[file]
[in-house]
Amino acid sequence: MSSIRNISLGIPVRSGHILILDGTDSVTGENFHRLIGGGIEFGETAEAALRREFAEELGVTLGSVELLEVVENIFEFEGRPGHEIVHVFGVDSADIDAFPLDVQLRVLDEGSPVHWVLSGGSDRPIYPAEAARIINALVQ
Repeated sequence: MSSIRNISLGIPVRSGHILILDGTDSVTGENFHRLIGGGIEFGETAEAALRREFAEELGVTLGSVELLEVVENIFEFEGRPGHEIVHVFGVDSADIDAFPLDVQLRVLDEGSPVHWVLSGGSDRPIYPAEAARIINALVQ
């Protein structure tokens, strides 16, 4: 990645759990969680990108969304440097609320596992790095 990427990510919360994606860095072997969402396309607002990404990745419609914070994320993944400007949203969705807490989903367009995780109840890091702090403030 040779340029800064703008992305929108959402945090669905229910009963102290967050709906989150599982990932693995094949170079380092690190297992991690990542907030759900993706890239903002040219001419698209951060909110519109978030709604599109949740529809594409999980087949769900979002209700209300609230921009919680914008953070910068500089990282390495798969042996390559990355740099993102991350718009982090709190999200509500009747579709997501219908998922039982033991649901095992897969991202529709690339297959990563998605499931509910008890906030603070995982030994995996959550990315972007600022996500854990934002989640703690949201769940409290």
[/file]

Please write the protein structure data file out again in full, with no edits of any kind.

[in-house]
Amino acid sequence: MSSIRNISLGIPVRSGHILILDGTDSVTGENFHRLIGGGIEFGETAEAALRREFAEELGVTLGSVELLEVVENIFEFEGRPGHEIVHVFGVDSADIDAFPLDVQLRVLDEGSPVHWVLSGGSDRPIYPAEAARIINALVQ
Repeated sequence: MSSIRNISLGIPVRSGHILILDGTDSVTGENFHRLIGGGIEFGETAEAALRREFAEELGVTLGSVELLEVVENIFEFEGRPGHEIVHVFGVDSADIDAFPLDVQLRVLDEGSPVHWVLSGGSDRPIYPAEAARIINALVQ
């Protein structure tokens, strides 16, 4: 990645759990969680990108969304440097609320596992790095 990427990510919360994606860095072997969402396309607002990404990745419609914070994320993944400007949203969705807490989903367009995780109840890091702090403030 040779340029800064703008992305929108959402945090669905229910009963102290967050709906989150599982990932693995094949170079380092690190297992991690990542907030759900993706890239903002040219001419698209951060909110519109978030709604599109949740529809594409999980087949769900979002209700209300609230921009919680914008953070910068500089990282390495798969042996390559990355740099993102991350718009982090709190999200509500009747579709997501219908998922039982033991649901095992897969991202529709690339297959990563998605499931509910008890906030603070995982030994995996959550990315972007600022996500854990934002989640703690949201769940409290």